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Worklaw subscribers receive a monthly newsletter containing commentary on the latest labour law cases and trends. This newsletter contains an article on whistleblowing and victimization and covers a recent important SCA case on the topic. We look at two new Labour court cases: the first deals with the right to representation in the Labour Court. The second deals with an allegation of sexual harassment based on the evidence of a single witness.
This public newsletter is a free edited version of the Worklaw subscriber newsletter.
Representation at the Labour Court
Section 161(1) of the LRA says that in any proceedings before the Labour Court, a party to the proceedings may appear in person or be represented only by-
- a legal practitioner
- a director or employee of the party;
- any member, office-bearer or official of that party's registered trade union or registered employers' organization;
- a designated agent or official of a council; or
- an official of the Department of Labour.
In the recent case of Cementation Mining v Commission for Conciliation, Mediation and Arbitration and Others (2010) 31 ILJ 1167 (LC), a representative advised the Court that he was a union official representing “Ubuntu”, which he claimed was a registered trade union. This was later established to be untrue. He subsequently filed a letter, signed by the general secretary of an organisation named as the Intellectual Democratic Workers Union, certifying that he was an official of that union. The Intellectual Democratic Workers Union had previously played no role whatsoever in the proceedings, nor had the representative disclosed when his status as a representative was challenged, that he or his members were in any way affiliated to the Intellectual Democratic Workers Union. The Labour Court showed its great displeasure at this abuse. Not only did the court order costs to be paid by the union, it ordered the matter to be referred to the Registrar of Trade Unions.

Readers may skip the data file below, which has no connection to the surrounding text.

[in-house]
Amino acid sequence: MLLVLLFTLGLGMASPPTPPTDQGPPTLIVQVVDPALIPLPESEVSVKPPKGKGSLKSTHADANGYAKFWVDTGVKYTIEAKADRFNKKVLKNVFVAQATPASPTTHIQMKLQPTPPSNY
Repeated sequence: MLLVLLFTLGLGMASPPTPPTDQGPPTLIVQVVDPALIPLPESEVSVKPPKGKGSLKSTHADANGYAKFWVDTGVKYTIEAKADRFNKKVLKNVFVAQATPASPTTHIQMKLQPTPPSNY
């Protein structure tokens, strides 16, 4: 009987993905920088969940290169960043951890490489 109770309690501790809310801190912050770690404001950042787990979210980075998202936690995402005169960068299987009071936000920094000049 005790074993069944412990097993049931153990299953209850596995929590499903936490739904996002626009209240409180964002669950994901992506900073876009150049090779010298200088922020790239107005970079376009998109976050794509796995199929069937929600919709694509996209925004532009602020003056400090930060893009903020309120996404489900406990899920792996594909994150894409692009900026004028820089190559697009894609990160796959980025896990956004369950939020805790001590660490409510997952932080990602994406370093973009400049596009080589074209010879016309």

The principle to be drawn from this case is that the right of access to justice requires that litigants enjoy access to legal advice and to representation in the Labour Court. The LRA gives effect to this right by affording the right of appearance in the Court to a broader range of representatives than is the case in other Courts of equivalent status, but this is still limited by the requirements of section 161(1) of the LRA. Where this is abused, the court is likely to award costs against unregistered trade unions and report the abuse to the Registrar of Trade Unions for further action. This judgment serves as a clear warning to those employers and unions who seek to have their cases represented by persons who do not properly qualify in terms of section 161(1) of the LRA.
Sexual harassment and the single witness
A tension exists for employers. Section 60 of the EEA requires an employer to take all necessary steps in response to an allegation of sexual harassment, so as to avoid being found liable for the harassment. The employer usually discharges this duty by investigating and holding a disciplinary enquiry. But sexual harassment is often a private interaction without witnesses beyond the alleged victim and the alleged harasser. What should a responsible employer do in the absence of other corroborating evidence?